Two supermarket chains -- H.E. Butt Grocery Co., San Antonio, and Stater Bros. Markets, Colton, Calif. -- have been hit with racial discrimination complaints filed by African-American employees, with the H-E-B complaint also citing discrimination against African-American consumers.
While the Stater Bros. case, filed by 12 part-time warehouse employees, involves charges of racial harassment at the company's distribution center, the complaint against H-E-B filed by five current and four former employees, is concerned primarily with alleged discrimination in hiring and promotions.
It also claims that H-E-B "stereotypically categorizes African-American customers as potential troublemakers who are often followed around the store and watched by H-E-B employees."
H-E-B officials could not be reached for comment last week. The complaint against H-E-B, filed in U.S. District Court for the Eastern District of Texas, alleges that the 242-store company has engaged in unlawful employment practices since 1979.
The complaint says H-E-B has consistently denied African-American employees the opportunity for promotion, despite their qualifications; denied those employees comparable salaries, raises and other compensation given to Caucasian and Hispanic employees; concealed information regarding employment advancement opportunities; failed to allow African-American employees to acquire the experience and opportunities necessary to qualify for promotions; and retaliated against employees who complained through intimidation, diminishment of work responsibilities and termination.
It also claims the company discriminates against African-American employees in the number of hours worked , the types of duties they are asked to perform and their access to employment benefits.
The complaint says H-E-B "has promotion practices based on subjective rather than objective job-related criteria . . . [and] inadequate written policies, procedures and guidelines . . . with respect to the promotion of employees."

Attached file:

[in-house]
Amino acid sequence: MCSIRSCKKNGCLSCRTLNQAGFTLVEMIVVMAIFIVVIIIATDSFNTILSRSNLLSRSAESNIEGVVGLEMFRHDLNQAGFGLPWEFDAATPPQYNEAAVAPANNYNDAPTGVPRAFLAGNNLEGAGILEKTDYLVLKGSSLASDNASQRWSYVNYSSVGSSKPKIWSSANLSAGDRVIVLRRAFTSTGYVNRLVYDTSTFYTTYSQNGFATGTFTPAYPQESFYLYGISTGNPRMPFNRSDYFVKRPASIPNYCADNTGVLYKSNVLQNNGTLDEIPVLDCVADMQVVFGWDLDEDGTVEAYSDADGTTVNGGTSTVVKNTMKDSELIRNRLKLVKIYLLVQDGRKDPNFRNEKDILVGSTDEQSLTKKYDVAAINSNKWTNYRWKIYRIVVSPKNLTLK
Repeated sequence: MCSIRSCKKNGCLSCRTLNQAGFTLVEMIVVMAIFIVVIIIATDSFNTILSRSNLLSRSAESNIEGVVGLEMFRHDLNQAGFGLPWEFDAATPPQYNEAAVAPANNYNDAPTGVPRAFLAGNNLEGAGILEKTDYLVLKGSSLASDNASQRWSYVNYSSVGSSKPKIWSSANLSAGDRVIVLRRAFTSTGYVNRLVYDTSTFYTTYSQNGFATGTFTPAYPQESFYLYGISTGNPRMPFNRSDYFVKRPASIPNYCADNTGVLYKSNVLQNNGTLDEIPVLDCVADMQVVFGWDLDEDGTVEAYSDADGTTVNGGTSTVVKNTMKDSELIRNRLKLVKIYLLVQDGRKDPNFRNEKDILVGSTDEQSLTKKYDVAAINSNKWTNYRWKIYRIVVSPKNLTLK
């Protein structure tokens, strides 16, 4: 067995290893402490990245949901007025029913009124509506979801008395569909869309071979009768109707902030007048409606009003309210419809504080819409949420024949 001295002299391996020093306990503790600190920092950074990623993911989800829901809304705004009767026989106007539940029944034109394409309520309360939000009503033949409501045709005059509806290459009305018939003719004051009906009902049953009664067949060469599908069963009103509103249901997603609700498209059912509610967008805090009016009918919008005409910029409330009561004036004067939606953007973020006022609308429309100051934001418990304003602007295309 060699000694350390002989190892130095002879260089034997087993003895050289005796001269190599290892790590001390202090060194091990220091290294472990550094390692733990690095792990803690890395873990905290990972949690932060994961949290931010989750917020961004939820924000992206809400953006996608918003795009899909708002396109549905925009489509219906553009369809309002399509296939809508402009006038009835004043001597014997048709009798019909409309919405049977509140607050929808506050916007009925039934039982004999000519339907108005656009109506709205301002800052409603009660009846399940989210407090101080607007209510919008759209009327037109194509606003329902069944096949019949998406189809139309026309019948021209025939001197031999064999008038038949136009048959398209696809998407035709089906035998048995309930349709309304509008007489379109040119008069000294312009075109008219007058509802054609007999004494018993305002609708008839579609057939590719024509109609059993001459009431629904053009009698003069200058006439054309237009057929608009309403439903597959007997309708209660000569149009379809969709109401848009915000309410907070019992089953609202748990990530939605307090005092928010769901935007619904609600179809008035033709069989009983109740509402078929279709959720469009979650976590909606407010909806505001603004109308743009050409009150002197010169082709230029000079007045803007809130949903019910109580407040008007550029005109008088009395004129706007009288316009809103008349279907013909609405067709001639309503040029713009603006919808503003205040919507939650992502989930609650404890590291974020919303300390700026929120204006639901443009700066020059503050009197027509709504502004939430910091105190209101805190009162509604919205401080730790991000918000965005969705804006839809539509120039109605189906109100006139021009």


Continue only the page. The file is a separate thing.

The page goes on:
The plaintiffs said they are seeking unspecified compensatory and punitive damages, plus lost fringe benefits and back pay.
Jack H. Brown, chairman, president and chief executive officer of the 110-unit Stater Bros. chain, declined to comment on the allegations in the complaint against his company. However he told SN, "I believe the charges are unfounded and simply a matter of greed, and we are happy to be able to resolve this matter in court."
Brown said that neither employee named in the complaint -- Dave Wooters, vice president of distribution, and Kathleen A. Finazzo, vice president of personnel -- would comment on the allegations.
Earlier this year Publix Super Markets, Lakeland, Fla., was charged with racial discrimination against African-American employees and applicants in a complaint that seeks class action status.
In southern California the complaint against Stater and the two executives, which was filed in San Bernardino Superior Court, claims that Stater and the two defendants "have created and allowed to exist a racially hostile environment by participating and allowing their employees to participate in a relentless campaign of harassment and excessive criticism directed towards plaintiffs because of their race and color."
The complaint says the plaintiffs have been called racially derogatory names; subjected to racially demeaning comments; passed over for promotions in favor of less senior, less qualified non-African-American employees; denied various incentive benefits; forced to work under dangerous conditions; and subjected to more severe criticism and discipline than other, non-African-American employees.
The document says prior verbal and written complaints by the plaintiffs concerning these situations were not resolved to their satisfaction. It also points out that Stater Bros. agreed to pay $780,000 to an employee to settle a 1992 lawsuit involving racial harassment and agreed in 1994 to post a policy forbidding racial harassment as part of a settlement agreement with one of the current plaintiffs.
The complaint seeks unspecified compensatory and punitive damages. Brown told SN the complaint was filed after the company turned down a request by the 12 employees for payment of $700,000 each as compensation for the alleged discrimination.
Warehouse employees at Stater not involved in filing the complaint held a rally outside the distribution center July 4 to indicate their support for the company and to refute allegations of racial discrimination.
Brown told SN he was unable to indicate how many of Stater's 1,200 warehouse employees are African-American. However, he noted that 45% of the company's total employee base are minorities.